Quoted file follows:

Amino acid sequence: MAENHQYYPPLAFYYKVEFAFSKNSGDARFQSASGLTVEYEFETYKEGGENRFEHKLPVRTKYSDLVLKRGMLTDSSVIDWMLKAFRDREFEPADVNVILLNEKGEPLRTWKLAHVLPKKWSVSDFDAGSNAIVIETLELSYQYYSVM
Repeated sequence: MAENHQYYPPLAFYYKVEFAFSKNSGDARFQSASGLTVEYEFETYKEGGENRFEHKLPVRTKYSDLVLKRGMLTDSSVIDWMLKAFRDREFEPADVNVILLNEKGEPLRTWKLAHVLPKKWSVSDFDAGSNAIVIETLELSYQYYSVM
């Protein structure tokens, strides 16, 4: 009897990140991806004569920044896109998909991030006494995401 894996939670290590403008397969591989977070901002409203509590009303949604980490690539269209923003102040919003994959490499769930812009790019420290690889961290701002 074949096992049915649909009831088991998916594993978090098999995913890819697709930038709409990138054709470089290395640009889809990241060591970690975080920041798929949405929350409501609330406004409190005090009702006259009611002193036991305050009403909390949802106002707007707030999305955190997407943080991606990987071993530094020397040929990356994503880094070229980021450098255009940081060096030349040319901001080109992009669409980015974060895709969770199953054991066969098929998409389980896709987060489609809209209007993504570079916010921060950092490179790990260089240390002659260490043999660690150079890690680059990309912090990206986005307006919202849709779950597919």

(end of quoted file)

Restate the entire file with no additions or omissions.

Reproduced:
Amino acid sequence: MAENHQYYPPLAFYYKVEFAFSKNSGDARFQSASGLTVEYEFETYKEGGENRFEHKLPVRTKYSDLVLKRGMLTDSSVIDWMLKAFRDREFEPADVNVILLNEKGEPLRTWKLAHVLPKKWSVSDFDAGSNAIVIETLELSYQYYSVM
Repeated sequence: MAENHQYYPPLAFYYKVEFAFSKNSGDARFQSASGLTVEYEFETYKEGGENRFEHKLPVRTKYSDLVLKRGMLTDSSVIDWMLKAFRDREFEPADVNVILLNEKGEPLRTWKLAHVLPKKWSVSDFDAGSNAIVIETLELSYQYYSVM
């Protein structure tokens, strides 16, 4: 009897990140991806004569920044896109998909991030006494995401 894996939670290590403008397969591989977070901002409203509590009303949604980490690539269209923003102040919003994959490499769930812009790019420290690889961290701002 074949096992049915649909009831088991998916594993978090098999995913890819697709930038709409990138054709470089290395640009889809990241060591970690975080920041798929949405929350409501609330406004409190005090009702006259009611002193036991305050009403909390949802106002707007707030999305955190997407943080991606990987071993530094020397040929990356994503880094070229980021450098255009940081060096030349040319901001080109992009669409980015974060895709969770199953054991066969098929998409389980896709987060489609809209209007993504570079916010921060950092490179790990260089240390002659260490043999660690150079890690680059990309912090990206986005307006919202849709779950597919």